You can add even more images to your pin, stacked if you want. In this example, Sylvan Sport has stacked a variety of images of their outdoor/camping equipment. This lets customers see a wide range of their products and how they work together. The images are so interesting and rich that they don’t even need text at all and the message still comes across loud and clear.
This is a really wonderful technique for eCommerce shop owners because it takes off the pressure of coming up with the perfect headline.
Just grab a bunch of images of your products that complement one another and let the pictures tell the story.
Grid with headline
In this pin about “How to wear a hair scarf in a messy bun,” the purpose is clear. It’s a tutorial pin that gives readers all the info they need, in pictures, to perform the task on their own. The headline on top makes it clear what’s being taught, and the images illustrate that.
It attracts customers who like to accessorize their hair, and gives them instructions on how to use their wares. This pin could link directly to the hair scarf shown in the photos. The reader is already excited about the prospect of using a hair scarf and they’ve seen it in action so they’re primed to buy.
Beautiful product without text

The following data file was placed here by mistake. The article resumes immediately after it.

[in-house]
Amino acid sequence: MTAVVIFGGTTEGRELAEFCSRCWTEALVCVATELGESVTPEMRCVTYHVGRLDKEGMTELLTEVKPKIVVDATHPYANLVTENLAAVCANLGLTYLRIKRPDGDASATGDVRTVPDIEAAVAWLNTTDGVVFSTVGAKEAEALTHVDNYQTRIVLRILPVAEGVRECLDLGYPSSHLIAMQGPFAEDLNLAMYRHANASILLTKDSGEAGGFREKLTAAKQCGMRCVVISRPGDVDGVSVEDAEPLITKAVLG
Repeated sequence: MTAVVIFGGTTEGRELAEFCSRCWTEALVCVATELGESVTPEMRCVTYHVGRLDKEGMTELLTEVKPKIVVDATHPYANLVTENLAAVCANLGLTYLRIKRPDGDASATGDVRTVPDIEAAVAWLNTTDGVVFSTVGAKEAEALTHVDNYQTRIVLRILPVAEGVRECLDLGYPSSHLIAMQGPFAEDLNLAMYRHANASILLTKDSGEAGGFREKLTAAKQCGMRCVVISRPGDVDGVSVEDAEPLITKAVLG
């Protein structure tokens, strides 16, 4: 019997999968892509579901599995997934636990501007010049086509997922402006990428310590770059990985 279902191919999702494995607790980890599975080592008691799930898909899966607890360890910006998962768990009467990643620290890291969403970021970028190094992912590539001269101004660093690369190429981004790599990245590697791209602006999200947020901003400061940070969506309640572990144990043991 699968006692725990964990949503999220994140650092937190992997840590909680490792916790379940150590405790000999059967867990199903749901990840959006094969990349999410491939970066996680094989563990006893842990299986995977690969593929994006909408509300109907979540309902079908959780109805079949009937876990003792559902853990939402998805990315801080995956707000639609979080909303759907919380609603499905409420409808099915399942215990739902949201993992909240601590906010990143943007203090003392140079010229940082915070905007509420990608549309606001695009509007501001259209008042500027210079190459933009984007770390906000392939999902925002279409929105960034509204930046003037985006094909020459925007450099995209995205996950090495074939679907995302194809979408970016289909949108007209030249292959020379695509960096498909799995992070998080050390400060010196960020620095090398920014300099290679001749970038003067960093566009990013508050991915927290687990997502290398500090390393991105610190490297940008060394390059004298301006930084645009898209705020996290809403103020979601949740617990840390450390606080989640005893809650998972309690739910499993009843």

Some products are intriguing and beautifully designed. And the aesthetic alone will draw in the perfect audience. These little radios from Mezzo do just that. Words are completely unnecessary on this image. And the lack of words supports their brand, which is all about simplicity and minimalism.
The infographic image is an oldie, but a goodie — a classic pin that never goes out of style.
Infographics are wonderful for conveying complex information in an engaging and informative way.
A combination of imagery, iconography and text, they tell the entire story that you want to get across. This pin from SEO.com illustrates the skills and persona of a marketer in a fun and colorful way. You can’t help but read through it!
Which Pinterest design tips work best for you?
I hope you found some inspiration from these examples. Next steps for you are to jot down which formats would resonate best with your customers, and make note of which ones would be easiest for you to make within your brand.
If you love infographics but don’t have a designer to make one for you, maybe photo posts are better for you. Or if you don’t have a stockpile of photography on hand, maybe you want to use a background color. Or perhaps you’re all about icons and want to use those on your images.
Figure out what will be most accessible for you to create, then start whipping up some of these! Happy pinning!